What is the Russell 2000 index? The Russel 2000 index is an index measuring the performance of approximately 2,000 small cap American companies. The companies forming the index are weighted based on their market capitalisation. Consequently, the weights attached to the various component firms change depending on the market capitalisation held by them. This index is operated by FTSE Russell of the London Stock Exchange Group. It was founded by Frank Russell company in 1984. The index is mostly concerned with small cap companies and is also sometimes referred to as “Russell 2K”. It is a part of a broader index called Russell 3000, which also includes the Russell 1000, an index made up of the top 1000 American stocks. Additionally, Russell 3000 makes up for about 98% of the entire investable stock market in the Unites States. Russell 2000 makes up for almost 2/3rds of all American stocks in the market. How does the index work? The average weighted market capitalisation of a company included in the Russell 2000 index was USD 3.76 billion as of February 28, 2021. This index alone accounts for less than 10% of the capitalisation of the US stock market. Russell 2000 excludes stocks that are trading below USD 1 along with pink sheet and bulletin board stocks. Close-end mutual funds, limited partnerships, royalty trusts, foreign stocks and American Depository Receipts are also not part of the index. The index is reconstituted every May as stocks can quickly change categories from small cap to medium cap. Whereas, initial public offerings, if found eligible, are added quarterly. There are various permutations of the Russell 2000 index available in the market. These permutations are formed by taking factors other than market capitalisation as the distinguishing factor. For instance, the Russell 2000 Value index is used to measure the performance of Russell 2000 companies having a lower price-to-book ratio as well as lower forecasted growth values. Similarly, Russell 2000 Growth index measures the performance of those companies in the index which have a higher price-to-book ratio as well as higher forecasted growth value. Which companies form the Russel 2000? As of February 28, 2021, the top 10 index constituents include: Plug Power Inc (Industry: Energy) Penn National Gaming Inc. (Industry: Consumer Discretionary) Caesars Entertainment In (Industry: Consumer Discretionary) Novavax Inc (Industry: Health Care) Darling Ingredients Inc (Consumer Staples) Lithia Motors Inc (Industry: Consumer Discretionary) Sunrun Inc (Industry: Utilities) Deckers Outdoor Corp (Industry: Consumer Discretionary) Ultragenyx Pharma (Industry: Health Care) Builders Firstsource Inc (Industry: Industrials) Healthcare sector forms a large part of the index, followed closely by consumer discretionary and industrials sectors. Consumer staples and telecommunications sectors form the lowest share of the index. The largest market capitalisation held within the index was USD 23.46 billion as of February 28,2021. While the same figure for Russell 3000 was significantly higher at USD 2073.854 billion. The index is rebalanced every year on the last trading day of June. This rebalancing can alter the market by a great degree. The funds dependent on the index as well as some small-cap funds that mirror the movement of the index load up on the new entrants to the index while drop the stocks that leave the index. Why is the Russell 2000 important? The Russell 2000 is a popular and widely accepted benchmark used to gauge the strength of the US stock market. The index may not be as popular as its counterparts like the Dow Jones Industrial Average Index, however it is still a good tracker of the smaller companies in the US stock markets. The index is very much inclusive and is much broader than various other indexes in the market. Investors also compare mutual funds’ performance to Russell 2000 as it a broad index and gives a fairer depiction of the entire market. Most indices fail to cover a large proportion of the market, however, Russell 2000 it covers many stocks in a single index. This makes the index less biased and less stock specific. What are the limitations of the Russell 2000 index? Despite its coverage of the smaller cap stocks, Russell 2000 does not include micro-cap stocks in its calculation. There are hundreds of such companies deemed too small to be included in the index. These micro-cap companies include some of the fastest growing stocks which are not factored into the index. Additionally, only a few sectors have come to dominate the index. The index sees heavy contribution from the financial and healthcare sectors. Thus, this aspect may weigh on stocks belonging to other sectors like communications, telecommunication, etc. How can one invest in the index? To invest in the index, one need not buy all 2000 stocks that the Russell 2000 is comprised of. Investors can directly trade in the index through a mutual fund or exchange-traded fund that shadows the index. Examples of the same include iShares Russell 2000 ETF, Rydex Russell 2000 Fund, Rydex Inverse Russell 2000 Strategy Fund, USAA Small Cap Stock Fund, etc. How is the Russell 2000 different from the Dow Jones Industrial Average Index and the S&P 500 Index? Both these indexes are different from the Russell 2000 based on their composition and usage. Here are some broad differences: Dow Jones Industrial Average Index: The Dow is an exclusive index made up of the top 30 blue chip stocks. This makes the index quite selective and less depictive of the entire market’s movements. In this the company with the highest dollar stock has the largest impact on the index. S&P 500: This index includes the largest 500 companies that are publicly traded. These stocks fall midway between blue chip stocks and the stocks standing in the medium to low cap category. The index covers a sizeable part of the market and includes the most well performing stocks as well.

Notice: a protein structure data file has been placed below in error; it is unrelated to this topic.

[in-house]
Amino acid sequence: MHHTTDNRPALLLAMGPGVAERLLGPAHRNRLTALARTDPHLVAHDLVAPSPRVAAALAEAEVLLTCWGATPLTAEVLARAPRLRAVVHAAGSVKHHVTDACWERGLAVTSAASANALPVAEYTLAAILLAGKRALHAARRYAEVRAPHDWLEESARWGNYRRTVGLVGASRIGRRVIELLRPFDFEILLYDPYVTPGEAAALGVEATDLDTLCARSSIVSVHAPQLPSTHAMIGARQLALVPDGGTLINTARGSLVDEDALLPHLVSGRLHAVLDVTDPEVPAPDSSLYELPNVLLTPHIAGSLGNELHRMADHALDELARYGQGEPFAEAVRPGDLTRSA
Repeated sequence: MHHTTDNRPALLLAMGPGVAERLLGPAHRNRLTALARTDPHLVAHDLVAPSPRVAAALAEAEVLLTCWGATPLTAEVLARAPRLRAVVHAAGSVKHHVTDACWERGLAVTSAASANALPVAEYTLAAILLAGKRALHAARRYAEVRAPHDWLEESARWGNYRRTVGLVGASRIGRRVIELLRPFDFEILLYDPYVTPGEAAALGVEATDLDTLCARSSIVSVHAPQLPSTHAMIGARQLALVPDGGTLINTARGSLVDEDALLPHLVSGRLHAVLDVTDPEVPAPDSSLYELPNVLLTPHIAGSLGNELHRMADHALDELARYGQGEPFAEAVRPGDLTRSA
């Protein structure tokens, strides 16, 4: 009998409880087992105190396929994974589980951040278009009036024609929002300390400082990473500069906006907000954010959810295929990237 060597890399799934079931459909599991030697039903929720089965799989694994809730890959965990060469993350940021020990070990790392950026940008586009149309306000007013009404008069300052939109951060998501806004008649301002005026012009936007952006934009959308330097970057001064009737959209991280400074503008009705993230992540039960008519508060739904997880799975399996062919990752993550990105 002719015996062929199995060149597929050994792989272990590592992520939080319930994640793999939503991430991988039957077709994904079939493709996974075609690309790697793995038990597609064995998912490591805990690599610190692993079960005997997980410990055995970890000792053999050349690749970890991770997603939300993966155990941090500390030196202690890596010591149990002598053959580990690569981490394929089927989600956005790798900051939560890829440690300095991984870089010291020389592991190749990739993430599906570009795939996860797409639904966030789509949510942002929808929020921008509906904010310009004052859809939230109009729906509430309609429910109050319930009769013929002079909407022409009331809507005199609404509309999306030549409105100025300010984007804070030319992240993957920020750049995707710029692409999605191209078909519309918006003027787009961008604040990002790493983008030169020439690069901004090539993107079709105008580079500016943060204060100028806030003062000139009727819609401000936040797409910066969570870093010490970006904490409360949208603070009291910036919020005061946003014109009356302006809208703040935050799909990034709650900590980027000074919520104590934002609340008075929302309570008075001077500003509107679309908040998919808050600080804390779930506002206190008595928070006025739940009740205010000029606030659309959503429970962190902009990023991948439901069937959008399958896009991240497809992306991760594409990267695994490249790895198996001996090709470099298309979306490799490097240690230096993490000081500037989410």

What is retirement planning? Retirement planning is a process of setting up retirement income goals. A retirement plan is an essential requirement for people seeking independent retirement years. The scope of retirement planning is not only limited to planning goals but also achieving goals.  It involves analysing financial objectives, existing financial situation, and estimating future cash flows to incorporate a comprehensive retirement plan. Retirement planning reduces the risk of outliving savings.  When savings are exhausted, retirees are not able to maintain a similar lifestyle. Retirement planning also enables planning a course of action in the event of unforeseen events like death, disability etc.  It essentially refers to the formulation and implementation of strategies pertaining to investments, savings, and allocation of money. A comprehensive analysis of the person is undertaken that not only includes assets and savings but liabilities, future expenses and life expectancy.  What are the steps in retirement planning? Identifying financial and retirement goals The first step is to enumerate financial and retirement goals. In this step, the retirement planner charts out the ambitions of the person. This step entails the kind of lifestyle a person envisages to lead in retirement.  Retirement planners try to list out all possible retirement goals, including retirement home, holiday planning, marriage planning, retirement time, family planning etc. The motive of this step is to form a base for retirement needs.  Based on the goals extracted in the first step, the planners formulate an appropriate strategy for the person. A successful retirement plan is formed based on goals listed in the first step.  Analysing the current financial situation Financial health is as important as the physical health of a person. Retirement planners seek to test the financial health of the person. They analyse the cash inflows and outflows of the person to estimate the buffer funds. This step also includes analysing the assets held with the person as well as liabilities. Overall commitments are analysed to assess the existing financial situation of the person. Retirement planners also consider insurance policies taken by the person.  They also analyse the savings, or any investments undertaken by the person. A detailed analysis is carried to unveil the risks and opportunities with the existing financial situation of the person.  Risk assessment  Risk assessment is necessary to plan for the unforeseen events. In this step, the planner also evaluates the risk-taking capacity of the individual. In retirement planning, the age factor plays a crucial role in assessing risk-taking ability.  A person seeking retirement planning in the 40s may not have similar risk-taking capacity compared to a person in 20s. The risk factor usually dictates the asset allocation and investment allocation strategy for the individual.  Further, the liabilities of the person are also evaluated extensively to provide potential cover for any expected risks. Retirement planners usually recommend having an emergency fund to cover any risk arising out of unforeseen events.  Asset allocation Asset allocation holds a significant position in the process of retirement planning. It essentially refers to allocating funds to several asset classes to generate an adequate corpus for the retirement life. Money is simply an asset that could be applied to create wealth.  An individual is offered with a range of asset classes in the investment world, spanning from shares, to ETFs to bonds. The asset classes also include real estate, precious metals, fixed deposits, annuities etc.  Asset allocation framework is crucial to achieving prudence and flexibility. It allows generating risk-adjusted returns based on the risk-taking capacity of the individual. A sensible asset allocation framework is the key to achieve desired retirement goals.    Periodic monitoring and rebalancing  A retirement plan may get disrupted by the changes in the underlying conditions of an economy. Likewise, the plan is also equally sensitive to be disrupted by the potential changes in the financial health of the individual.  In the event of a disruption to a plan or financial situation, rebalancing comes to rescue. Individuals also monitor their retirement plan consistently. It is essential to maintain alignment with the goals, and any deviation from the plan should be altered effectively.  Why is retirement planning important? In the simplest form, it is essentially the process of ensuring that when a regular income source is about to get constrained, one has sufficient wealth and income sources to support a desirable lifestyle.  Each person has ambitions, and retirement is perhaps the best time to fulfil those ambitions since working age limits the ability to spend time on ambitions. However, in the absence of a retirement plan, one may have accumulated sufficient funds to live the lifestyle.   Inflation eats out a lot of earning powers as purchasing power at the same amount of money depletes as inflation rises. Over a long term period, the power of compounding can effectively beat the inflation factor in wealth creation.  Retirement plan allows an individual to be self-sufficient in the later years of life when most of the loved ones are far away. It enables elderly people to be confident and self-dependent during their old age.